Cape Town Tourism believes that the city's urban identity, innovative outlook, entrepreneurial spirit, academic excellence and pioneering medical and science sectors must be added to the brand palette in order for it to effectively compete in the domestic and global market. Beauty is no longer enough to create the kind of demand to sustain year-round economic growth and job opportunities.
Du Toit-Helmbold is quick to caution against abandoning traditional source markets and leisure focused tourism marketing, but calls for a new focus which is inclusive of business and domestic marketing themes.
"We are committed to driving and implementing an inspirational brand for Cape Town; rooted in our story and the evidence of inspiration found within this exceptional and complex city. It is an inclusive process that involves citizens, tourism, business, academia, events and the knowledge and innovation economies of Cape Town in playing a key role. The brand proposition of inspiration allows for multiple messaging and alignment with consumer behaviour and sentiment.
"If we do not act decisively now, our industry and the economic well-being of our city and people are at great risk. If nothing is done, or if we neglect our strong tourism markets, the city and tourism businesses will not generate effective returns from the significant capital investments that were made prior to the World Cup. If we don't proactively engage in a new marketing and branding strategy we run the risk of being positioned nonetheless - by our competitors, our critics and the media - most likely to our disadvantage," concludes du Toit-Helmbold.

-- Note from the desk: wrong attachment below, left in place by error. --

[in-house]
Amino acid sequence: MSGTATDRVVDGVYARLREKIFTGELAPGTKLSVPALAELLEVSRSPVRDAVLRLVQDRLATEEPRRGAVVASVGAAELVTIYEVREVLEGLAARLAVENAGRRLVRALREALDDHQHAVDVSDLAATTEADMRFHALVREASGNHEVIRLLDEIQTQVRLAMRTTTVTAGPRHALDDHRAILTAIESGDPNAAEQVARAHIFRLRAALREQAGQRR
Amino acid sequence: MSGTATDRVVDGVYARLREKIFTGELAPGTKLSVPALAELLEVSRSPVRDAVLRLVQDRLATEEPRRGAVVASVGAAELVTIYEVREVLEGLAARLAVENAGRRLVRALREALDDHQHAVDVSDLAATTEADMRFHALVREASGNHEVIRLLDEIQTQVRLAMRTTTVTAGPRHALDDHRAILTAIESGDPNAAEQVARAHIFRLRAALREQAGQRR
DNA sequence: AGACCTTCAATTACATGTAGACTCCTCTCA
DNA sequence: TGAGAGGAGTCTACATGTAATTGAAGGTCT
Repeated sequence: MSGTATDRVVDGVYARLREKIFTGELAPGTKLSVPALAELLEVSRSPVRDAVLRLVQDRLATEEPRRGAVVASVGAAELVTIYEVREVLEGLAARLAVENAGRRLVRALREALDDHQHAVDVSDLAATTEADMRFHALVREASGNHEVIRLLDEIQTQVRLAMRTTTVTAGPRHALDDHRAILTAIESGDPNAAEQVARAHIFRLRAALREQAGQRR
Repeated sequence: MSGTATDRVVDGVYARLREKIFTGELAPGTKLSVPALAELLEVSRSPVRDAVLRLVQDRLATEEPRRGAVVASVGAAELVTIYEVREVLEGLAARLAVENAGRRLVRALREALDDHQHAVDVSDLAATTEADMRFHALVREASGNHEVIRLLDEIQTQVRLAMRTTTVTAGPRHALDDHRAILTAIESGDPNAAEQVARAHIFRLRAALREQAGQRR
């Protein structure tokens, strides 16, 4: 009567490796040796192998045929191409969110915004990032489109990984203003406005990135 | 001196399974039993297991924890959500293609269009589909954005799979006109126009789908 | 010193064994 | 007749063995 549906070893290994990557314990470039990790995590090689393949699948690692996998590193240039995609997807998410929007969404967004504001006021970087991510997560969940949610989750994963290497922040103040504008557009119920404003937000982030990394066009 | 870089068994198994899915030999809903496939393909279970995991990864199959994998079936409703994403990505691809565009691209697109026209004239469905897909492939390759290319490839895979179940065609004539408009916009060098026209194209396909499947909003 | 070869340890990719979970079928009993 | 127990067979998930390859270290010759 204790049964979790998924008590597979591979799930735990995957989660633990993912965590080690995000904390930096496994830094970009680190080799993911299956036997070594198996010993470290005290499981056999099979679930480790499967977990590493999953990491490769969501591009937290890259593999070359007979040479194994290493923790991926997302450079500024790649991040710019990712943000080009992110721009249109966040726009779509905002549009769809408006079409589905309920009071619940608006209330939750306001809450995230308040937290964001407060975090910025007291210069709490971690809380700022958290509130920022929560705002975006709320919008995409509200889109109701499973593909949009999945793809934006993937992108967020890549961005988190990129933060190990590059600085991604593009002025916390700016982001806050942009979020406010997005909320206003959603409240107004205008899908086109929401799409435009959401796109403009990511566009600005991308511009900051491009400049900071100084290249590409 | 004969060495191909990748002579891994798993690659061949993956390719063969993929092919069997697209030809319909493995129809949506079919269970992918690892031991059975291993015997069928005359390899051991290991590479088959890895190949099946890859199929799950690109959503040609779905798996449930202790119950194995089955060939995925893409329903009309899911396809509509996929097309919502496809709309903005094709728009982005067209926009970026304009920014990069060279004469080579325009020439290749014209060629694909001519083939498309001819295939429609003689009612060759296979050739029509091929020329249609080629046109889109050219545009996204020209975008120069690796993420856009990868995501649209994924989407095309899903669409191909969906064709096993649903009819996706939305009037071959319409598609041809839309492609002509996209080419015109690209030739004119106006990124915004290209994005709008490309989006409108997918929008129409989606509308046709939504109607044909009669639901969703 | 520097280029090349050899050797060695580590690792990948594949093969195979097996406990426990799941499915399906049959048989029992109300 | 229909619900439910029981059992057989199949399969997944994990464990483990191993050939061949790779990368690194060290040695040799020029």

The new book CapeAbility: Stories and Successes from the 2010 FIFA World Cup, a 194-page coffee table style book that captures the planning, delivery and effect of the event in the Western Cape, was launched by Western Cape Premier Helen Zille and executive mayor of Cape Town, Patricia de Lille on 10 June 2011.
Understanding that the World Cup in South Africa was a "once-in-a-lifetime" event, the book makes every effort to extract honest lessons to understand the hosting of such mega-events better. It is designed therefore not as a memento of the event, but a review of what worked, what didn't and what could be done better and becomes a guide to hosting future events.
As Zille says in the foreword, "The 2010 FIFA World Cup has shown that anything is possible, but this book highlights that success requires strong leadership, innovative approaches, attention to detail and above all a determination to deliver quality on time."
Sourcing from a broad range of contributors, from ambassadors, youth and the foreign press to officials, business people and NGOs, the book includes first-person narratives that combine with fact-based reports and articles to yield eight chapters including Economic Development, Environmental Legacy, Social Cohesion and Lessons in Communication.
Managing editor Susannah Holz, a freelance copywriter and strategist, will see 5000 copies printed for exclusive distribution to key opinion makers amongst trade and investment groupings. Marketing and communications may not be core service delivery functions of government but it also clear that attracting foreign direct investment and promoting a region's assets is an important marketing challenge.
The book is meant to play a marketing role and points out that it is crucial that opportunities, such as the World Cup, are converted into more than just short-term profits for a small tourism and events sector, but into huge brand building opportunities for a country.